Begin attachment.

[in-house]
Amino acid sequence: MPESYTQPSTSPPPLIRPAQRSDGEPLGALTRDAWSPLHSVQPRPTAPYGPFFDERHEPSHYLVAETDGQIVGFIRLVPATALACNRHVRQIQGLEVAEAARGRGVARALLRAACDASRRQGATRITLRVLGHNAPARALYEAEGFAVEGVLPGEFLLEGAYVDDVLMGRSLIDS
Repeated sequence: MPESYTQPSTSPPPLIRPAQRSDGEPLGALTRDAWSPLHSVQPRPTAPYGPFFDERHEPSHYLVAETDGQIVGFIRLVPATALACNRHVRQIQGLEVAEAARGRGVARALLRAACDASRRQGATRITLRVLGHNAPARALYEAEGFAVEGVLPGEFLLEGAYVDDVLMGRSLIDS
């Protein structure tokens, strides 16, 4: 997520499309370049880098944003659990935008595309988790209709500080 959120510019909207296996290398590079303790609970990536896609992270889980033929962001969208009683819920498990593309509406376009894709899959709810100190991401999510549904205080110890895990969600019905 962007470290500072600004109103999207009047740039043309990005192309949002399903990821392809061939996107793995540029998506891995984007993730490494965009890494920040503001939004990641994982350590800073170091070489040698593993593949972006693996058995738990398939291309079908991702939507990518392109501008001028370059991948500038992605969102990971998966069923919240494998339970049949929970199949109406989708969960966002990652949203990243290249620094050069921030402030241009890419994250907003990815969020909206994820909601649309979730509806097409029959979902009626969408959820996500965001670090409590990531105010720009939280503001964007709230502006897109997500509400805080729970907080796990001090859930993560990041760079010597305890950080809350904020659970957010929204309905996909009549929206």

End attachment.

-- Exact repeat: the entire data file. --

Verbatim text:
[in-house]
Amino acid sequence: MPESYTQPSTSPPPLIRPAQRSDGEPLGALTRDAWSPLHSVQPRPTAPYGPFFDERHEPSHYLVAETDGQIVGFIRLVPATALACNRHVRQIQGLEVAEAARGRGVARALLRAACDASRRQGATRITLRVLGHNAPARALYEAEGFAVEGVLPGEFLLEGAYVDDVLMGRSLIDS
Repeated sequence: MPESYTQPSTSPPPLIRPAQRSDGEPLGALTRDAWSPLHSVQPRPTAPYGPFFDERHEPSHYLVAETDGQIVGFIRLVPATALACNRHVRQIQGLEVAEAARGRGVARALLRAACDASRRQGATRITLRVLGHNAPARALYEAEGFAVEGVLPGEFLLEGAYVDDVLMGRSLIDS
């Protein structure tokens, strides 16, 4: 997520499309370049880098944003659990935008595309988790209709500080 959120510019909207296996290398590079303790609970990536896609992270889980033929962001969208009683819920498990593309509406376009894709899959709810100190991401999510549904205080110890895990969600019905 962007470290500072600004109103999207009047740039043309990005192309949002399903990821392809061939996107793995540029998506891995984007993730490494965009890494920040503001939004990641994982350590800073170091070489040698593993593949972006693996058995738990398939291309079908991702939507990518392109501008001028370059991948500038992605969102990971998966069923919240494998339970049949929970199949109406989708969960966002990652949203990243290249620094050069921030402030241009890419994250907003990815969020909206994820909601649309979730509806097409029959979902009626969408959820996500965001670090409590990531105010720009939280503001964007709230502006897109997500509400805080729970907080796990001090859930993560990041760079010597305890950080809350904020659970957010929204309905996909009549929206």